This year I'm a bit slow with getting the New Year cards mailed out. If your smailmail isn't in my address book and you don't get one of these little "origami" books in the post, you may want to fill in your answers under the headings - and perhaps act on them -
Reasons to leap out of bed
Books to read and films to see
Fun things to do without a screen or monitor
Unusual places to go
Nice things to think about
Habits to make, or to break
Interesting people to get in touch with
The folded books are based on Paul Johnson's creative book-making projects for children, and can be found on page 6 here. Some more folded books are shown here - have fun!
This "yule log" looked good in the magazine! I did read the whole recipe before starting, but the bit about it taking 10 minutes of beating to get the eggs and sugar trebled in volume didn't sink in. I don't have an electric beater, so it took rather longer - had to stop and rest quite often. After the eggs are voluminous, you carefully fold in a very little flour, some cocoa, and ground almonds. And the filling is made with mascarpone, melted chocolate, icing sugar, and liqueur. "Serves 12" - it's very rich and sweet.
"Red mailbox " is part of Jeanelle McCall's First Street Series. You can see the rest of the street here.It sent me hunting for more fabric houses.
This one is by Jane LaFazio - it includes lemon rind buttons and punched tin. Tonya has done a Hallowe'en quilt with various imaginative wonky houses; you can see the whole quilt on her website: And there are all the quilt block patterns showing houses. If you google "house quilt" you'll see a huge variety; I do prefer the non-standard layouts, rather than repetitions of a block. This one by Kristin Pollen is made of Japanese fabrics: Or how about a block of the month house sampler? Several are available here: Schoolhouses are popular; the history of this historical "quilt of the month" is given on the Quilt Study Centre website: Judi Gunter teaches a workshop on how to make this miniature schoolhouse quilt: Even bird houses can be represented in fabric: This birdhouse quilt is a jolly variation of log cabin:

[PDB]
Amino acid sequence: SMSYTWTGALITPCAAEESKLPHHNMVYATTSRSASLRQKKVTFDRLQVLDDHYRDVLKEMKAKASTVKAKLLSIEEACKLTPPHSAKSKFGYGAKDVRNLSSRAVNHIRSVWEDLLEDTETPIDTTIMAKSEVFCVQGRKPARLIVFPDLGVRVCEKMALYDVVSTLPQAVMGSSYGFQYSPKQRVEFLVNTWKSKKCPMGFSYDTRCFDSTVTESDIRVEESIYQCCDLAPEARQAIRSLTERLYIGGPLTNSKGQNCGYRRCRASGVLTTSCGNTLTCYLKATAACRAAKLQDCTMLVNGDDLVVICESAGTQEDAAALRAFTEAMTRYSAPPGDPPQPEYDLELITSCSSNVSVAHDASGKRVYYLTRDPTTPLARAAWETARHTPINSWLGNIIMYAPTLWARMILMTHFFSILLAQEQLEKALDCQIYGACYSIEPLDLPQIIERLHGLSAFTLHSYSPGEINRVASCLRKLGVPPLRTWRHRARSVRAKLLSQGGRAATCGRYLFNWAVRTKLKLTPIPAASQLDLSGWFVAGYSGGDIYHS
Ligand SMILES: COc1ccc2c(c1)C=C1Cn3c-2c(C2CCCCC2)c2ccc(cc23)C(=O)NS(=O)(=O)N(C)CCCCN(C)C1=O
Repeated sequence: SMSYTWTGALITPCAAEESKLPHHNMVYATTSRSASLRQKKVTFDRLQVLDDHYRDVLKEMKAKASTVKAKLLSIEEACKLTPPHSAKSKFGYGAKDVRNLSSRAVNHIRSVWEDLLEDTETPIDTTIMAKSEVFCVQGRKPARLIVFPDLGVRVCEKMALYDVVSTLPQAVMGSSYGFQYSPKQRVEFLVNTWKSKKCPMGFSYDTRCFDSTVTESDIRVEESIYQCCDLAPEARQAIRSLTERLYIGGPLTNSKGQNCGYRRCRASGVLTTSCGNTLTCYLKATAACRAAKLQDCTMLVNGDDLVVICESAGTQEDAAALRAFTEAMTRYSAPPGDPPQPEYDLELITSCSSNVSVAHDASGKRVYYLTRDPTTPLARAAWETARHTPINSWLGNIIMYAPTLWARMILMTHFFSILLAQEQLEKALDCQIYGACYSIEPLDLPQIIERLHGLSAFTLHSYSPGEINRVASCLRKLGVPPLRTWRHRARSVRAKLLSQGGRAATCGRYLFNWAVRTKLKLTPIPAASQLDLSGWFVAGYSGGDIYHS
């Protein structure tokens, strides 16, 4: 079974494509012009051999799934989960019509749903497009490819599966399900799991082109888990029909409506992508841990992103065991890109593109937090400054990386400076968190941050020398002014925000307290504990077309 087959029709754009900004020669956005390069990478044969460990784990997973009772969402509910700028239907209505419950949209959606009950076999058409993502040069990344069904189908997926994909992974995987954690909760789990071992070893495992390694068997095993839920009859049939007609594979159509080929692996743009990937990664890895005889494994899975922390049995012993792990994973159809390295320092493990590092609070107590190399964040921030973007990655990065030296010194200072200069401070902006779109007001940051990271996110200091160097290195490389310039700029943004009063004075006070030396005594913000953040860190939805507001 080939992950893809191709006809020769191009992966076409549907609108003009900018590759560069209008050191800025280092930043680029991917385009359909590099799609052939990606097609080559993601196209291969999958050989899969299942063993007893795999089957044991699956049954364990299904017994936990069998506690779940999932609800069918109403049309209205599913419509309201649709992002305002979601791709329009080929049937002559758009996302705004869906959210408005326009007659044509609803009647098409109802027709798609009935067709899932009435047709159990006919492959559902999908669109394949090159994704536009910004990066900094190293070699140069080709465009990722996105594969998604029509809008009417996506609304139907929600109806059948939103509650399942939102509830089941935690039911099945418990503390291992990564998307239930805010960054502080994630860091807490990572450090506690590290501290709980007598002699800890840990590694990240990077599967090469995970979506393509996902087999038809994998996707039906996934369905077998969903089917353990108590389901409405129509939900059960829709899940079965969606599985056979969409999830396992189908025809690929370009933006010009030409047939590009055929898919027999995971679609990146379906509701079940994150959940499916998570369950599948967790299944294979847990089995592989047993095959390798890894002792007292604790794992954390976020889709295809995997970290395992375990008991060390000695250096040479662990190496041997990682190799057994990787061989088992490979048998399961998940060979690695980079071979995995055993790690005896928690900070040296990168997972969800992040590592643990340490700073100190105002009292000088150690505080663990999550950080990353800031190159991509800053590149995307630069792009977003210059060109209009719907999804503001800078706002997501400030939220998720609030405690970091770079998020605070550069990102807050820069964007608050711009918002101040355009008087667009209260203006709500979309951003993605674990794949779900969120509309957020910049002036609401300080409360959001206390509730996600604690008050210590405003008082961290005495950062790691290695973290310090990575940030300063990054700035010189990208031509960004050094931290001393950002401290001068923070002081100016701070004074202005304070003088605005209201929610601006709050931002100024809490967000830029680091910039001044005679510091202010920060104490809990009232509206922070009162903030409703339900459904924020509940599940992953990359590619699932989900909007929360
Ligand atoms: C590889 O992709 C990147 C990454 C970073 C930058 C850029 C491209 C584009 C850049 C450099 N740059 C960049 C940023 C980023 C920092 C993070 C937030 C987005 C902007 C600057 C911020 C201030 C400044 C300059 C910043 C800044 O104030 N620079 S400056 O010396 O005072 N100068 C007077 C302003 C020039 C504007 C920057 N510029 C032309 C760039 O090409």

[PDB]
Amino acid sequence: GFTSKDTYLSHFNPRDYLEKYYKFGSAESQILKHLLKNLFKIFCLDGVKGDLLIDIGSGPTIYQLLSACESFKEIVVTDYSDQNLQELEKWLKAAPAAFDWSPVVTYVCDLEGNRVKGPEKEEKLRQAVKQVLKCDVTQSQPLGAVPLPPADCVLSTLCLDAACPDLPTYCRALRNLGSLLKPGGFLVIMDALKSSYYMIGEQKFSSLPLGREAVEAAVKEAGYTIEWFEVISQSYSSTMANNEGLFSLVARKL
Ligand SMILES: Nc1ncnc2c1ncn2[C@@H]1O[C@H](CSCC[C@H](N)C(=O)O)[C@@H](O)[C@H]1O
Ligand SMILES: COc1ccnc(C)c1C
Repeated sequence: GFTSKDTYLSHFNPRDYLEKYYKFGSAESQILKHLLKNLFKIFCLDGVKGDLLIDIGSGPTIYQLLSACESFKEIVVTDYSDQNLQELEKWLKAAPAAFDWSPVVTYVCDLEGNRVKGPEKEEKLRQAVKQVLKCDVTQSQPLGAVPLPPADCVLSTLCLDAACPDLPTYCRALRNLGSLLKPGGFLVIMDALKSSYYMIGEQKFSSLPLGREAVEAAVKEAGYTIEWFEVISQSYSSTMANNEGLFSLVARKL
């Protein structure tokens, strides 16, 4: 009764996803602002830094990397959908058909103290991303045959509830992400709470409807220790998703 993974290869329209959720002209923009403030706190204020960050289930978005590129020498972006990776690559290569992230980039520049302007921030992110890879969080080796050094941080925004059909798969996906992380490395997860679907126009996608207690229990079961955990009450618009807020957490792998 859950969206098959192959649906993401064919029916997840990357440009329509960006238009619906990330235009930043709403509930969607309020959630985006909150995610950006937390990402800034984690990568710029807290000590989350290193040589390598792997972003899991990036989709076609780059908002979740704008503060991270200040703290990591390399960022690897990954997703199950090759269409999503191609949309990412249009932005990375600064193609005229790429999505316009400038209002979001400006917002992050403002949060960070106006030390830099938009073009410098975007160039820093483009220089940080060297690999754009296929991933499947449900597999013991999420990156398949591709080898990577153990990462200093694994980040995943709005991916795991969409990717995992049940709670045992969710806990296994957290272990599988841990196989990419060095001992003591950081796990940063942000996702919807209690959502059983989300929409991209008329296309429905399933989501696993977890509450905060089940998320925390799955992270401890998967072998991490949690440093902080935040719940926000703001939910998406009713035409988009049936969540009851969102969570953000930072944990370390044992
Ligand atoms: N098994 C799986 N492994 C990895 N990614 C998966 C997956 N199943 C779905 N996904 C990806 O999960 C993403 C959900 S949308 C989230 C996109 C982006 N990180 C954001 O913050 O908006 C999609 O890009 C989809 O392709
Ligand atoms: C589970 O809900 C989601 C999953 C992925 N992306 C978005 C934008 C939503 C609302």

The xmas trees appear early in December. Here on Stroud Green Road, N4, both the florist and the greengrocer are in the xmas tree business. It's a little forest -- but alas, doesn't smell anything like a forest.When the trees first arrived, there was a heap of discarded branches waiting for the binmen - I took some home and put them on the landing Sue said that, as the branches were salvaged and recyled, the decorations should be salvaged and recycled too. These fabric knots are made from scraps too small to use in patchwork - less than 1/2" wide - but even they have their uses!
I always think of Rita when I make Golden Soup - we made this a lot when we were in library school, while our preschool boys played "police brothers" and other games.Peel and chop the onion, potatoes, and carrots. Melt the butter in a big pan, and add the chopped veg - let it get a bit soft, giving it the occasional stir. Add the thyme (use a bit more than shown here - this was all that my windowbox could come up with!) and water to cover. Simmer till veg are cooked. Whizz it all up with a stick thing, or put it into the blender. Reheat, adding salt and pepper to taste, and enough milk to make it the consistency you like.
November's journal quilt represents a gathering of the "senoritas" - Julia did a yummy mushroom starter, the main was a vegetable gratin, Mary brought baklava and other goodies (on those fancy plastic plates the bakeries use for packing them) for dessert, and Linda brought the flowers (alstromeria that lasted for weeks). Wine and conversation flowed freely. I pinned it up in my work space, next to the Klimt landscape torn from a calendar and a changing display of Winifred Nicholson postcards. The beloved mug came from Fenny Lodge Gallery, which is right on the canal (near Milton Keynes), and the chinese fruit bowl came to me via Rita's mother-in-law, in Halifax, NS. Everything has a story - even the stapler.
It's a small class - perhaps the title is off-putting - but what fun to use charcoal and big sheets of paper on easels, to music. Different people obviously get different results with the same music, Miles Davis in this case. My response to marimbas (Steve Reich?)In the second week, more and different music, trying to get textures: I simply can't remember what the music for these was. At the end of the class, Gershwin's "Rhapsody in blue" One more session to come. This is so much fun!
This 12" square is called Be Like That Then! and is made from African fabric that Karol-Ann sent along a few months ago. It just fell together -- but the binding, which is floppy satiny fabric, took ages. However I did manage to figure out how to do those "perfect" mitred corners -- getting to actual perfection may take a bit of practice, but in theory....